Model tests have invariably tried to simulate the forces of nature - wind, wave and currents. MARIN’s new Offshore Basin will feature top-of-the-range systems in order to ensure more reliable simulation. In a model basin waves are generated by wave flaps, instead of by wind, and it is important to ensure that oscillating flaps don’t induce effects that simply do not exist at sea. In a basin, very complex control is required.
At sea, waves roll on into infinity. However, a model basin is finite, and needs effective beaches to absorb the outgoing waves as much as possible. When waves reflect on the models, they generally return to the wave flaps instead of to the beaches – and this process of reflection can interfere with the required wave spectrum.
The answer is to use an active reflection compensation system on the wave flaps, absorbing reflected waves by comparing the wave elevation on the wave flap with what is theoretically generated and correcting for the difference.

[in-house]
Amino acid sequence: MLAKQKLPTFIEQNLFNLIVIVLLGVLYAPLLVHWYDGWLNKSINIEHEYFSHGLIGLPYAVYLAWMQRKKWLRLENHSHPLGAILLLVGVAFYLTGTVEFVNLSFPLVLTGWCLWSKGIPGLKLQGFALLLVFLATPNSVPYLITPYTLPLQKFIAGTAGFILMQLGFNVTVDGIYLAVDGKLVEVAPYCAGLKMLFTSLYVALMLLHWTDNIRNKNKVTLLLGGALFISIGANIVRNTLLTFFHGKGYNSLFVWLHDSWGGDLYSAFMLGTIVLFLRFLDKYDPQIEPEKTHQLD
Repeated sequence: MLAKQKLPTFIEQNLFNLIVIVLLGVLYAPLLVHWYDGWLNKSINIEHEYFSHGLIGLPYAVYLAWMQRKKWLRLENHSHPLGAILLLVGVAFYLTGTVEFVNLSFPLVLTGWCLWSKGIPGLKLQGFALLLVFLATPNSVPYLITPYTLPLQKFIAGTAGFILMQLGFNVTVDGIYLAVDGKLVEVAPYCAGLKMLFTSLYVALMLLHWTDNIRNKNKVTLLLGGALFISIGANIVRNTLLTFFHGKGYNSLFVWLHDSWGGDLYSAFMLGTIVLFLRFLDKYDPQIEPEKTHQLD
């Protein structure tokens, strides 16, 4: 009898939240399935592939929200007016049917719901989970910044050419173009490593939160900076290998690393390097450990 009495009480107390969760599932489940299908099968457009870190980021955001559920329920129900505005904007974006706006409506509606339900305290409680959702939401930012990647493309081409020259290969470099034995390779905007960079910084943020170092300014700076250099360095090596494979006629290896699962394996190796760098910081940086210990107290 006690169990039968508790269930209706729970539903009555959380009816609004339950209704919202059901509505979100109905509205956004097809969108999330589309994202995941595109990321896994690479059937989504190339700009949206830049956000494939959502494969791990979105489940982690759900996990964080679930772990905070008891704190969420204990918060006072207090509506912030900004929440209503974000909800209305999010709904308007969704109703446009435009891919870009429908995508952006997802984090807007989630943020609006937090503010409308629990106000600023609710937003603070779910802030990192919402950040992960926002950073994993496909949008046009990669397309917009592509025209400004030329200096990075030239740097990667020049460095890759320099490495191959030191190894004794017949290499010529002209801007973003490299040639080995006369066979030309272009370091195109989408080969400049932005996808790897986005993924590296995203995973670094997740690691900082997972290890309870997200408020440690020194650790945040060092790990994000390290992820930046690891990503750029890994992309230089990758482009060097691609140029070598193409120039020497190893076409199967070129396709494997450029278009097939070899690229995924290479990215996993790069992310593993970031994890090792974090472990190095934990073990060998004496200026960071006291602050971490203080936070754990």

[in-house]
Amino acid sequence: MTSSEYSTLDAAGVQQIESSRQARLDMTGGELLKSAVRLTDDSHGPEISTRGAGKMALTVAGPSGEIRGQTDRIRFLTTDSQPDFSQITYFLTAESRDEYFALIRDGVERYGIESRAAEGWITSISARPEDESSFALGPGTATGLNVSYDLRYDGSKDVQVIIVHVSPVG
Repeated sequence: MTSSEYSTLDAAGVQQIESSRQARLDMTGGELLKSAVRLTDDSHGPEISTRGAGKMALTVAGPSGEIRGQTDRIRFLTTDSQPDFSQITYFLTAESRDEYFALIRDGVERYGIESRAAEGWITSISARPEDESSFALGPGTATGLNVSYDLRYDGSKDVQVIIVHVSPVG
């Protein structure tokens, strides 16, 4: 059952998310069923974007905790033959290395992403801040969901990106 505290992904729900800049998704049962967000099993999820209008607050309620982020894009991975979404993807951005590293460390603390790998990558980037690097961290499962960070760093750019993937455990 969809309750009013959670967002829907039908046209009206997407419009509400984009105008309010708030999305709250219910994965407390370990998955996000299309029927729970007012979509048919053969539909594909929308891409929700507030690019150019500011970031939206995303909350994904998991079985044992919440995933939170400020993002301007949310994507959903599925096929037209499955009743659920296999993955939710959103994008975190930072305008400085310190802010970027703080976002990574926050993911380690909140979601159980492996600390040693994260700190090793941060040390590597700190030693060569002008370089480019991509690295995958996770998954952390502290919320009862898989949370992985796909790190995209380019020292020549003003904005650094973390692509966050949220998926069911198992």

There are three forces which create currents: the tide, main global currents and wind. In a model basin current is pump-generated, and must be re-circulated outside preventing re-circulation in the basin itself. It is a constant challenge to generate a stable current in the basin - yet this is vitally important because of its direct loading on the structure, its interaction with waves and the effect it has on low frequency motions. If the current velocity in a basin varies too much at frequencies close to the natural frequency of a mooring system, this can have substantial effect on the low frequency mooring behaviour.